In the May 30 edition of The Telegraph there were two items published in different parts of the newspaper that caught my attention and hopefully the attention of my fellow residents of Bibb County. Both involved suggesting our newly consolidated government use the Macon Water Authority as a funding source. While the idea may make for good sound bites, I suggest it is shortsighted and potentially detrimental to the long-term soundness of our excellent water and sewer system. Let me explain.
Within the article reporting on the difficult times our Macon-Bibb County Commission is having finalizing the budget, it was reported that Mayor Robert Reichert stated its possible the General Assembly will legalize imposing a franchise fee on Macon Water Authority customers.
While I appreciate the difficult task our commissioners face in balancing expenditures with revenue, pursuing a franchise fee from MWA customers is simply a convenient way to raise taxes on the residents of Bibb County without the burden of raising the ire of the voters. Instead the water authority board will take the fall.
As the old adage says, nothing in life is free, so to pay the franchise fee the MWA board will surely have to consider raising water and sewer rates.
Requiring the MWA to pay a franchise fee raises another question: Why should they pay one? Commonly franchise fees are charged by local governments to private companies such as Georgia Power, Atlanta Gas and Cox Communication as rent to use the public rights-of-way to distribute their utilities to the customer. While the MWA system is certainly similar to these private entities as a utility, it is not a private for-profit entity. The residents of Macon and Bibb County paid for these public rights-of-way and paid for the installation of the water and sewer systems located within them. Why should we have to pay ourselves to use our own property?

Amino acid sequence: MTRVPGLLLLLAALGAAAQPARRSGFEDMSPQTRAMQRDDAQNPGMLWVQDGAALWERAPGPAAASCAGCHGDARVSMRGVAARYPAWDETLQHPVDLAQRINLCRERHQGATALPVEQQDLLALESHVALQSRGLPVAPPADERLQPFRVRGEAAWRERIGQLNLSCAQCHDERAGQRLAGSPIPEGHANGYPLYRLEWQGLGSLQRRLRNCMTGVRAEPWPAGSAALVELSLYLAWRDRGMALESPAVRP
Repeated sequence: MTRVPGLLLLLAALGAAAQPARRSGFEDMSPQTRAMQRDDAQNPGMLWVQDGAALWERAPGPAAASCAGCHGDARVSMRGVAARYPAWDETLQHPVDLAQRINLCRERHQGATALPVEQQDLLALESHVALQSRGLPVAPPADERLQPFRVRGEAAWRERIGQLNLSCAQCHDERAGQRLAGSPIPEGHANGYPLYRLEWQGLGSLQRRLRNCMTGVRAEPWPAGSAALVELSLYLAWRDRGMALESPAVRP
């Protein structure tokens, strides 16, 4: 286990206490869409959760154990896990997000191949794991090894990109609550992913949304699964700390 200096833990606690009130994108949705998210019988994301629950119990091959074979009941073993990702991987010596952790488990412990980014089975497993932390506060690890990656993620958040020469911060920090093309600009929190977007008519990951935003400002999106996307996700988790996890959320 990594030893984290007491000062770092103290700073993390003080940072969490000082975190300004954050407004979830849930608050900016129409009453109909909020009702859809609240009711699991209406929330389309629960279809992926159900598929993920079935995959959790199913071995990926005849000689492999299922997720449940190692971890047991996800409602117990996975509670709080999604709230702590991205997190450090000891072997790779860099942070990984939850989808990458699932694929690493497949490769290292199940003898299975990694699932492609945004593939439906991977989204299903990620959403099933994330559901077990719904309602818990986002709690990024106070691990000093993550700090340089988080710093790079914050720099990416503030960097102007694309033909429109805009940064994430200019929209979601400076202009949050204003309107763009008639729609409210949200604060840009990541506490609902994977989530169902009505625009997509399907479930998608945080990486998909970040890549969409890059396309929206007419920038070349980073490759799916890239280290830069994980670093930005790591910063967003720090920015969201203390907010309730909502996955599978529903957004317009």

I encourage the commission to solve its budget problems themselves. Cut expenditures and/or raise taxes as they see fit and then explain to the citizenry directly the basis for their actions. Dont make the MWA board the heavy.
The second newspaper item regarding the MWA as a funding source was a letter to the editor by Joe Hubbard. He suggests we should complete the consolidation of our local government entities by folding the MWA into the commission.
Though it sounds logical based on duplication of functions such as accounting and vehicle maintenance (Hubbards words), there are potential negative ramifications.
The very first sentence in his next paragraph points to the biggest one. He refers to the MWA as a cash cow. My concern is the commission would also view the water and sewer fees collected as a readily available source of revenue to fund other local governmental services instead of reinvesting the revenue back into the system to maintain and upgrade it where needed.
Bibb County has a nationally recognized water system that other communities are jealous of. If you look at the MWA organization leadership and its employees and their track record you will see for quite a few years they have been doing a very good job providing us this quality system.
Another old adage applies here -- if it isnt broke, dont fix it. I submit it is not broke and keeping the MWA intact and letting it managing its own resources far outweigh any benefit of combining it into the commission for nominal savings of duplicated functions or a source of revenue.
Stephen V. Skalko is a resident of Macon.